Empathy as a connector
Tumultuous times call for deeper consumer conversations that connect – or pervasive global consumer cynicism is going to eat marketers for breakfast. Advertising is being deliberately screened out. Our goal of setting off emotional triggers to connect has become even more challenging when we consider the three-second (or less) attention span afforded to advertising by the consumer these days. If you have not yet changed the way you speak to your consumers a year ago, now is the time to shift the dial. The reality is that your media and communications plan should have adapted by now.
From data to decisions
David Ogilvy once said about marketers that they rely too much on research, “and they use it as a drunkard uses a lamppost for support, rather than for illumination”. Sadly, at that point, Ogilvy did not enjoy the endemic access that we brand custodians now have to real-time consumer data and research.
The Big Data zeitgeist came long after – and it has unearthed some very rich territories for brands and marketers. In the absence of invasive consumer stalking, marketers have pathways to ethical qualitative tools to monitor trends and repertoires of topical interest through social listening. This is where we get to understand the depth of consumer reality that enables true and meaningful consumer engagement. Building robust product strategies or developing communications that talk to the current life needs of real people, or uncovering the opportunity to support social change initiatives that are close to the hearts of the very people you want to win over, is enabled by this deep listening.
The implosion of trust
Talking to hearts and minds has never been more pertinent. Worldwide, consumers are demanding purpose over profit. The 2020 Edelman Trust barometer states that about 80% of South Africans build allegiance and affinity with brands that are seen to be solving societal problems. People are longing for meaning, for brands that are imbued with bigger purpose. The empirical fact of convincing someone to choose one brand over another is inevitably based on some sort of brand affinity or intrinsic value to the consumer. To build consideration and affinity, brands need to explicitly portray their very deep understanding of the current world views of their audience. Currently, the most commonly held view is anxious trepidation, according to the research. The world is worried about finances and future wellbeing rather than health, as one would assume amid a pandemic. So, what is a brand to do?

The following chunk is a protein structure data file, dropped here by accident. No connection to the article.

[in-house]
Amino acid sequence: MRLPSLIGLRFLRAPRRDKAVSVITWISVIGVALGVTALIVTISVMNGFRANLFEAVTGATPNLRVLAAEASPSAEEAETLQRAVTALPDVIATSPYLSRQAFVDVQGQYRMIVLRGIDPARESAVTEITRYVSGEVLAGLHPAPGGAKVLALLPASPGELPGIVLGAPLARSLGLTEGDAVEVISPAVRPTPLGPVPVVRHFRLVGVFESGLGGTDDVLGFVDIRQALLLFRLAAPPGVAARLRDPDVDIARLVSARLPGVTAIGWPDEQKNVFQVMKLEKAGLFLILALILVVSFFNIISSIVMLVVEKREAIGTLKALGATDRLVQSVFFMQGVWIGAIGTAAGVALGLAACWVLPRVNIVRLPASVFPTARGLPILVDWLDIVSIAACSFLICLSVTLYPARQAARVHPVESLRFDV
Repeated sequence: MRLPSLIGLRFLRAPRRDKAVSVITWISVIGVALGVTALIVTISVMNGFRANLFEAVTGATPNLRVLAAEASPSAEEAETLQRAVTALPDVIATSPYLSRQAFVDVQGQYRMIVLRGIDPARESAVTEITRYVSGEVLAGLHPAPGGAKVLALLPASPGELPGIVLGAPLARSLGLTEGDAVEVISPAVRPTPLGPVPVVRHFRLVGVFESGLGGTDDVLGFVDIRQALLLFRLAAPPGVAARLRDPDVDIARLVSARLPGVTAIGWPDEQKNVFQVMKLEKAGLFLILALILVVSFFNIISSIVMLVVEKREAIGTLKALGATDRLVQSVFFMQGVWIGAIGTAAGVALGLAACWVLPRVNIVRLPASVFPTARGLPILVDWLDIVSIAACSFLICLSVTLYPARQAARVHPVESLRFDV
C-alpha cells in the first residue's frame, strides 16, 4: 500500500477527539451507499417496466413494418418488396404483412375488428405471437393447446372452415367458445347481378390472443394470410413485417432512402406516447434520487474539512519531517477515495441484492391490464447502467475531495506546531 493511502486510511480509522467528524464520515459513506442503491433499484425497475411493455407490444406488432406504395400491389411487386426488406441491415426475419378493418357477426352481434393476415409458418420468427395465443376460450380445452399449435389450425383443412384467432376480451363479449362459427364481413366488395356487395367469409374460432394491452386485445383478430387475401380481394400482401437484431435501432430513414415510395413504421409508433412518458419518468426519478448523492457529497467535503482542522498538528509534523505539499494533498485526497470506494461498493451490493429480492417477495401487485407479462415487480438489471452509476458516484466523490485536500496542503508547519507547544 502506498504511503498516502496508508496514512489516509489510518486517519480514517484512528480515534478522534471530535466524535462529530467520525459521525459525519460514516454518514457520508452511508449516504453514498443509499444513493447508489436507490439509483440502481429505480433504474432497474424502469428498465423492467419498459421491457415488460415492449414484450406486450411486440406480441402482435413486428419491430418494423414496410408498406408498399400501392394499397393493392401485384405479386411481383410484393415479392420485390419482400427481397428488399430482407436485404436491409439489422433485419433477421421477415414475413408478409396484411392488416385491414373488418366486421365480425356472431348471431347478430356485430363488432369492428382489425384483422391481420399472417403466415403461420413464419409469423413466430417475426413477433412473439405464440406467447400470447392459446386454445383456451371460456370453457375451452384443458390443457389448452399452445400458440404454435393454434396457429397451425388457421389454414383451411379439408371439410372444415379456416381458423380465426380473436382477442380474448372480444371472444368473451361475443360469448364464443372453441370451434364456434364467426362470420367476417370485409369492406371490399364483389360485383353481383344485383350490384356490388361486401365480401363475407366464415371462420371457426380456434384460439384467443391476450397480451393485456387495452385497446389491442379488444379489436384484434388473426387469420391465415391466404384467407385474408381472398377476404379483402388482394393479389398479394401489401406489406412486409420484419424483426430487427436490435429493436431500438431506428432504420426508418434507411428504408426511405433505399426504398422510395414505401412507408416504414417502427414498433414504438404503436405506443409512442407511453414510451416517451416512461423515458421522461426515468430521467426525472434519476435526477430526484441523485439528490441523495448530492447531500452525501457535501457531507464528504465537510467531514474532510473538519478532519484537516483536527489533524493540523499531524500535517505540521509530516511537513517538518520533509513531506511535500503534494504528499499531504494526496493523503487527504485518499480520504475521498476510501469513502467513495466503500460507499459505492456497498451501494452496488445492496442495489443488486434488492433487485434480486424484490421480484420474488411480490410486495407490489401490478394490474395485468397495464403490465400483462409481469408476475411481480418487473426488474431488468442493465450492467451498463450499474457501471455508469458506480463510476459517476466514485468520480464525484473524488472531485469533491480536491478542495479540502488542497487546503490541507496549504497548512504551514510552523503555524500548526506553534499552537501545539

The brain magic of empathy
Neurologically there are two ways in which the brain responds to external stimulus: the one happens in the outer layer, where we come across a response that psychologists refer to as Theory of Mind. This is where we put ourselves in the position of the protagonist and pre-empt what we would do if we were the person being observed. The second response (the big deal for me) takes place in the frontal cortex, where oxytocin is released. Oxytocin, often referred to as the “love hormone”, acts as a neurotransmitter. It has been inextricably linked to how people bond with one another and things in general. Research also tells us that trust and co-operation are heightened on the release of oxytocin, which in turn supports the notion that when people truly believe that they are understood – when they believe that someone is acting in their best interests – they are more likely to favourably engage. This is an obvious reinforcement for brands to talk with a depth of human understanding.
Show your work
Heightened levels of anxiety and consumer trepidation have elicited never-seen-before levels of scepticism, with the erosion of trust in world leaders, institutions and business alike. Our job, as marketers, is to take this current state of anxiety and ameliorate the psyche by living up to human expectations. And further, to tell our stories of being the brands that are making the world a better place for those who live in it and for the generations to come, through our actions.
After all, the common law says “Justice should not only be done but should manifestly and undoubtedly be seen to be done”, in order for the common person to develop trust in the legal system. People need to see you and to feel your presence through the great work that you do. So, show your work without crowing about it.
- Wendy Bergsteedt is the group head of marketing at Coronation Fund Managers. She is a member of the 2020 FM AdFocus Awards judging panel
Worldwide, consumers are demanding purpose over profit.
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